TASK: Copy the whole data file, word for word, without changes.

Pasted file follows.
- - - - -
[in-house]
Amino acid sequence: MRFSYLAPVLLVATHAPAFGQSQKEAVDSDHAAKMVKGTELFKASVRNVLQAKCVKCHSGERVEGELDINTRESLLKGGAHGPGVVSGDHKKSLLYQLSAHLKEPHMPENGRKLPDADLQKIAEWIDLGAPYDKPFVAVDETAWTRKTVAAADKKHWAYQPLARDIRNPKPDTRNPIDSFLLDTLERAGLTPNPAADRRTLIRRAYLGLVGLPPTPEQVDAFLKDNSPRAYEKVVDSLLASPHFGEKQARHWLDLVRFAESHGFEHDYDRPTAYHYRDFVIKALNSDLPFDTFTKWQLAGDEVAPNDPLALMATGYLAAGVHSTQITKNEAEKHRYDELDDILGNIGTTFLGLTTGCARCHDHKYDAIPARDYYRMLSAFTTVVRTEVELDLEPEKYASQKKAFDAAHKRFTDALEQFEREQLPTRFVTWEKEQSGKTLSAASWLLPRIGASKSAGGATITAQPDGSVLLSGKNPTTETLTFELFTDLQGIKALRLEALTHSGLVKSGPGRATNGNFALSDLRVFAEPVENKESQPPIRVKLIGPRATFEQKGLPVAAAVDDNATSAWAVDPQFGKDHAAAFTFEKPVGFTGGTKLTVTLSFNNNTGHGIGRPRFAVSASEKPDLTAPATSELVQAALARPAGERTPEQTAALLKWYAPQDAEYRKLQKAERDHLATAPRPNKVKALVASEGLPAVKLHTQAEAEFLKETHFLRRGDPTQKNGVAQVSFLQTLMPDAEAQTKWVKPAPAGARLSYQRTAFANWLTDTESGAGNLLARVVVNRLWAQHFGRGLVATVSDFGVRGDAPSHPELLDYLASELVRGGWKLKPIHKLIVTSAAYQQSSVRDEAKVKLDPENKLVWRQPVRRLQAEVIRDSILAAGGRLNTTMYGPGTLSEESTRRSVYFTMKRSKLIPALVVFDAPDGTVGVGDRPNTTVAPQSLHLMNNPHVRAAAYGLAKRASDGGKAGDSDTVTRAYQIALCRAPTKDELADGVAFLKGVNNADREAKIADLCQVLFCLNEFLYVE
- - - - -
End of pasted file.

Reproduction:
[in-house]
Amino acid sequence: MRFSYLAPVLLVATHAPAFGQSQKEAVDSDHAAKMVKGTELFKASVRNVLQAKCVKCHSGERVEGELDINTRESLLKGGAHGPGVVSGDHKKSLLYQLSAHLKEPHMPENGRKLPDADLQKIAEWIDLGAPYDKPFVAVDETAWTRKTVAAADKKHWAYQPLARDIRNPKPDTRNPIDSFLLDTLERAGLTPNPAADRRTLIRRAYLGLVGLPPTPEQVDAFLKDNSPRAYEKVVDSLLASPHFGEKQARHWLDLVRFAESHGFEHDYDRPTAYHYRDFVIKALNSDLPFDTFTKWQLAGDEVAPNDPLALMATGYLAAGVHSTQITKNEAEKHRYDELDDILGNIGTTFLGLTTGCARCHDHKYDAIPARDYYRMLSAFTTVVRTEVELDLEPEKYASQKKAFDAAHKRFTDALEQFEREQLPTRFVTWEKEQSGKTLSAASWLLPRIGASKSAGGATITAQPDGSVLLSGKNPTTETLTFELFTDLQGIKALRLEALTHSGLVKSGPGRATNGNFALSDLRVFAEPVENKESQPPIRVKLIGPRATFEQKGLPVAAAVDDNATSAWAVDPQFGKDHAAAFTFEKPVGFTGGTKLTVTLSFNNNTGHGIGRPRFAVSASEKPDLTAPATSELVQAALARPAGERTPEQTAALLKWYAPQDAEYRKLQKAERDHLATAPRPNKVKALVASEGLPAVKLHTQAEAEFLKETHFLRRGDPTQKNGVAQVSFLQTLMPDAEAQTKWVKPAPAGARLSYQRTAFANWLTDTESGAGNLLARVVVNRLWAQHFGRGLVATVSDFGVRGDAPSHPELLDYLASELVRGGWKLKPIHKLIVTSAAYQQSSVRDEAKVKLDPENKLVWRQPVRRLQAEVIRDSILAAGGRLNTTMYGPGTLSEESTRRSVYFTMKRSKLIPALVVFDAPDGTVGVGDRPNTTVAPQSLHLMNNPHVRAAAYGLAKRASDGGKAGDSDTVTRAYQIALCRAPTKDELADGVAFLKGVNNADREAKIADLCQVLFCLNEFLYVE